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Study of Moho in Middle East and surrounding region is of great importance for geoscientists. The area contains parts of the Eurasian, Indian, African and Arabian plates as well as active tectonic structures which made it rich in geodynamic and tectonic interests. In this study we investigated Moho relief in the Middle East region using gravity and seismic data. Regarding the extent of the study area, spherical prism (tesseroid) modeling is used to calculate the gravity effect of the topography and crustal anomalies. Determining of Moho depth from gravity data is a nonlinear inverse problem. We inverted the gravity data using Uieda’s inversion method where the process was constrained by the available seismic data over the study region. The effect of topography and crustal sediments were excluded using global topography and crustal models.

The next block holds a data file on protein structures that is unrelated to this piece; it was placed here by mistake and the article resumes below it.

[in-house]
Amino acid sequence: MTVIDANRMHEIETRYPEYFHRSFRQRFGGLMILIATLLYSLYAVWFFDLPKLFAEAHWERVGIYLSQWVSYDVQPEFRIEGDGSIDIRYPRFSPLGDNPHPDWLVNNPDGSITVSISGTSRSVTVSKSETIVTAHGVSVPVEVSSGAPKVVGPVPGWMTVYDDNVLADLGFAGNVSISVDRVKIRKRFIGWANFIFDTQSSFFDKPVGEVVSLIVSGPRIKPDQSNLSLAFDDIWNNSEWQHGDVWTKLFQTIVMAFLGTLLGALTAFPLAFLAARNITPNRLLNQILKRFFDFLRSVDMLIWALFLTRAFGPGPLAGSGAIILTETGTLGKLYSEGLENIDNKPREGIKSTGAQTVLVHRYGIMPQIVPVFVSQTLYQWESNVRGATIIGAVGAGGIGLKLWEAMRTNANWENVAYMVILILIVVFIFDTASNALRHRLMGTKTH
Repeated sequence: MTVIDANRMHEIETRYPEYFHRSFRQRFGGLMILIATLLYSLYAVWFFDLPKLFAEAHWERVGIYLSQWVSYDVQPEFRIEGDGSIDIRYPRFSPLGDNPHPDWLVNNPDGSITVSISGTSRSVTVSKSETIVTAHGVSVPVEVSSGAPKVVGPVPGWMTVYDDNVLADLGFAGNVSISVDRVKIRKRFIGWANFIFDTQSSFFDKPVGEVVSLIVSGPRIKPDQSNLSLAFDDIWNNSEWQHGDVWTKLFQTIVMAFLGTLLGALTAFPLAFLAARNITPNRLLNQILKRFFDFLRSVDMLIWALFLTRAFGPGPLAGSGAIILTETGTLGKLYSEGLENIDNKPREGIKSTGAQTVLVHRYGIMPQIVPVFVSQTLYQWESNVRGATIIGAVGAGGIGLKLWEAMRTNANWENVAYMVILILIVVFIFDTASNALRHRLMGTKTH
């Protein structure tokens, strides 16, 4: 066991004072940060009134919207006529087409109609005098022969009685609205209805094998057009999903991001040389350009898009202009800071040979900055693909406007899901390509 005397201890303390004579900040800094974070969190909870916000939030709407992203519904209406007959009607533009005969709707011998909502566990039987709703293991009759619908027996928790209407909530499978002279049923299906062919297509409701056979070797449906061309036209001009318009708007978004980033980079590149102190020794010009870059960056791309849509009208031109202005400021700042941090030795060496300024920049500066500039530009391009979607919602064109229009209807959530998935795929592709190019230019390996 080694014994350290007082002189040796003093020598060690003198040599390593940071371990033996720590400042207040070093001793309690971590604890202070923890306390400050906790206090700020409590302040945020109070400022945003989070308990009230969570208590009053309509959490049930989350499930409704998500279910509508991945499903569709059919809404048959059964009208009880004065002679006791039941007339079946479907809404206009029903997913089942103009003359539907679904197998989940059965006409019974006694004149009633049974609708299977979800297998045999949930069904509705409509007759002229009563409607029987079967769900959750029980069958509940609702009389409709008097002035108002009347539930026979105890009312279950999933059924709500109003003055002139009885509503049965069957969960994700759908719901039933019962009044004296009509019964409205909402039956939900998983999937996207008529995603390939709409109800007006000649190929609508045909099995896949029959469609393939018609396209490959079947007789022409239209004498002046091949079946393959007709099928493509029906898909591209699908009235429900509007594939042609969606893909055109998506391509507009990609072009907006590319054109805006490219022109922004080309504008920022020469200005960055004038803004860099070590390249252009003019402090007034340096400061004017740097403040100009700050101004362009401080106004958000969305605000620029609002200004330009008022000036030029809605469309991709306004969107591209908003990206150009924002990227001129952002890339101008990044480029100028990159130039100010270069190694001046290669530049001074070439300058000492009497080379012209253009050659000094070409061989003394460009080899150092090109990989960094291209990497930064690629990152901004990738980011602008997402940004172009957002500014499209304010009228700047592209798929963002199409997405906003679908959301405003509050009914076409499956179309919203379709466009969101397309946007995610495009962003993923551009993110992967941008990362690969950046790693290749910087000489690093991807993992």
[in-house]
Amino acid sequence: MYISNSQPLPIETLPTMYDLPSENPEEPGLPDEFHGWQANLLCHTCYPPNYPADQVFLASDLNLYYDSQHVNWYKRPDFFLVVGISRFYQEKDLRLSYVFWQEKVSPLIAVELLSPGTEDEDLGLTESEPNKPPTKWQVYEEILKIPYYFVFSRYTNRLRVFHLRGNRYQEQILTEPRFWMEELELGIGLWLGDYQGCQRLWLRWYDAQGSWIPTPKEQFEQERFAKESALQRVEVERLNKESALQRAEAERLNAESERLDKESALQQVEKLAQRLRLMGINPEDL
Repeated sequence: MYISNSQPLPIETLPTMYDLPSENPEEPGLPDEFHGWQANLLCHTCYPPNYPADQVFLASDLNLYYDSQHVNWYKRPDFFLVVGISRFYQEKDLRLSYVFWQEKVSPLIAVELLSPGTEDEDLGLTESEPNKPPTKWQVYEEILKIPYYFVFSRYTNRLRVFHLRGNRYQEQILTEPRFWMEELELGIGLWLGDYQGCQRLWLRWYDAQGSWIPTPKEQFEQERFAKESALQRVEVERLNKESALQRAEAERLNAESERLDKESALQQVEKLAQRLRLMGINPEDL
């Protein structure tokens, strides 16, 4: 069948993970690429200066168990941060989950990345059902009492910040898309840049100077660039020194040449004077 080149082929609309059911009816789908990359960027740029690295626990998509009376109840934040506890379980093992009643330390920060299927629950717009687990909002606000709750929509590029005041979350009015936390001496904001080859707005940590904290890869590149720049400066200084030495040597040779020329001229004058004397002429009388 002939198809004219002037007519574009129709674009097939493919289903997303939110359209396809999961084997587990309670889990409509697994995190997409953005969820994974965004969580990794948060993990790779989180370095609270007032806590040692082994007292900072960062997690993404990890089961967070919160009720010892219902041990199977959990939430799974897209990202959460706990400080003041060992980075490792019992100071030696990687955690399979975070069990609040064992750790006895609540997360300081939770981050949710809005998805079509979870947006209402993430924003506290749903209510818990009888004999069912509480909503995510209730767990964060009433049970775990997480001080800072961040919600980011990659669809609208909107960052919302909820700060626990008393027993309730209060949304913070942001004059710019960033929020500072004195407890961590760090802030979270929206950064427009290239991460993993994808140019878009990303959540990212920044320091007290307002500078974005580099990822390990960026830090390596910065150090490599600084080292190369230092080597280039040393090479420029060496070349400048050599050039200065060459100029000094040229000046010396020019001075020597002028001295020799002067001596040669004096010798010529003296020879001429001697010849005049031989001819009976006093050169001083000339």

The resulting Moho relief is in accordance with plate boundaries and correlates well with the prominent tectonic features of the Middle East region. According to the results, the thinnest part of the crust found to be about 12 km in the Indian Ocean and the thickest part appeared in the west of Tibetan plateau with depths of about 54 km. In some parts of the study area discrepancies were seen between our results and Moho depths from seismological studies these differences are most probably caused by different approaches used in the different studies. Since we imposed smoothness by regularization on estimated Moho map, this can also be additional source of the discrepancies.
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